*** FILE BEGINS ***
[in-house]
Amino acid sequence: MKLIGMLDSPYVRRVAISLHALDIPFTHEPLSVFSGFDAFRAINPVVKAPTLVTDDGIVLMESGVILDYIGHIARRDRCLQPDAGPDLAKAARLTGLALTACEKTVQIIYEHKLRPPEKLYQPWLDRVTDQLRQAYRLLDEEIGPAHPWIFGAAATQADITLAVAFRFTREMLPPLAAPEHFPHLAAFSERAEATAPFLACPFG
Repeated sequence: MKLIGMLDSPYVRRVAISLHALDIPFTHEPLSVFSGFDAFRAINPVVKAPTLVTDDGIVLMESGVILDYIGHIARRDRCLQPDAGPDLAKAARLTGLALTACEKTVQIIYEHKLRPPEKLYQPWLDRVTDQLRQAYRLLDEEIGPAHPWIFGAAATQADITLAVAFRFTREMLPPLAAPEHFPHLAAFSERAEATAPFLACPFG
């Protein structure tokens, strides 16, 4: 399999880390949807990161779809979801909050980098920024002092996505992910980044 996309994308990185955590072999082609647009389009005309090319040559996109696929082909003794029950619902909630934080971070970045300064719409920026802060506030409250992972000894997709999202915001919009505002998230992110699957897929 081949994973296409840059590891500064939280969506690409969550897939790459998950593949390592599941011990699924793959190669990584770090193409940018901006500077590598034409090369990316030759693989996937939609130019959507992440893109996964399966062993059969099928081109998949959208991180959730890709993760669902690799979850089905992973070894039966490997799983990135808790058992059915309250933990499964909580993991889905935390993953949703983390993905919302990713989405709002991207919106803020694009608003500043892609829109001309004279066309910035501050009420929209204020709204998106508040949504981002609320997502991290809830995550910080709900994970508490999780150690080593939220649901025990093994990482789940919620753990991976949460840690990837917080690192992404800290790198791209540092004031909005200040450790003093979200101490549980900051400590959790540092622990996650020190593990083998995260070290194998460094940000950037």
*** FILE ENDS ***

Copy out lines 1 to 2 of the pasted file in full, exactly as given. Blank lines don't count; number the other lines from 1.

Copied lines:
[in-house]
Amino acid sequence: MKLIGMLDSPYVRRVAISLHALDIPFTHEPLSVFSGFDAFRAINPVVKAPTLVTDDGIVLMESGVILDYIGHIARRDRCLQPDAGPDLAKAARLTGLALTACEKTVQIIYEHKLRPPEKLYQPWLDRVTDQLRQAYRLLDEEIGPAHPWIFGAAATQADITLAVAFRFTREMLPPLAAPEHFPHLAAFSERAEATAPFLACPFG